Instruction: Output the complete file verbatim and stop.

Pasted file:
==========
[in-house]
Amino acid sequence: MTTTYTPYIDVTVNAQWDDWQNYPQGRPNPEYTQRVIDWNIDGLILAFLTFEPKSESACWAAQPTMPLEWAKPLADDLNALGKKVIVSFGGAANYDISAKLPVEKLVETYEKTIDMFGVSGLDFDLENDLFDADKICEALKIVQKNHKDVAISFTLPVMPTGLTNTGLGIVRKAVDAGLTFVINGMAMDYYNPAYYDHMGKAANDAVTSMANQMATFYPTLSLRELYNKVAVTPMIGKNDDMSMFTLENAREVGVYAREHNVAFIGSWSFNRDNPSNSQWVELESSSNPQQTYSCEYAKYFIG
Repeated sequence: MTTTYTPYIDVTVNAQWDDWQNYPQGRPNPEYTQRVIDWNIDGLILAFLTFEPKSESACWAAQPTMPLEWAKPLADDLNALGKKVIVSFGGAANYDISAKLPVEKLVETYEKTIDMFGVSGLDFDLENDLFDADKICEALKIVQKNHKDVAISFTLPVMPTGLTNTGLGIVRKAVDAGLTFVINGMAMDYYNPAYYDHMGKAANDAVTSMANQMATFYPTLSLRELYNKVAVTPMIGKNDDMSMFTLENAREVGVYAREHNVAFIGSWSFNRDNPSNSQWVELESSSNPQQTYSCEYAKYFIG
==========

[in-house]
Amino acid sequence: MTTTYTPYIDVTVNAQWDDWQNYPQGRPNPEYTQRVIDWNIDGLILAFLTFEPKSESACWAAQPTMPLEWAKPLADDLNALGKKVIVSFGGAANYDISAKLPVEKLVETYEKTIDMFGVSGLDFDLENDLFDADKICEALKIVQKNHKDVAISFTLPVMPTGLTNTGLGIVRKAVDAGLTFVINGMAMDYYNPAYYDHMGKAANDAVTSMANQMATFYPTLSLRELYNKVAVTPMIGKNDDMSMFTLENAREVGVYAREHNVAFIGSWSFNRDNPSNSQWVELESSSNPQQTYSCEYAKYFIG
Repeated sequence: MTTTYTPYIDVTVNAQWDDWQNYPQGRPNPEYTQRVIDWNIDGLILAFLTFEPKSESACWAAQPTMPLEWAKPLADDLNALGKKVIVSFGGAANYDISAKLPVEKLVETYEKTIDMFGVSGLDFDLENDLFDADKICEALKIVQKNHKDVAISFTLPVMPTGLTNTGLGIVRKAVDAGLTFVINGMAMDYYNPAYYDHMGKAANDAVTSMANQMATFYPTLSLRELYNKVAVTPMIGKNDDMSMFTLENAREVGVYAREHNVAFIGSWSFNRDNPSNSQWVELESSSNPQQTYSCEYAKYFIG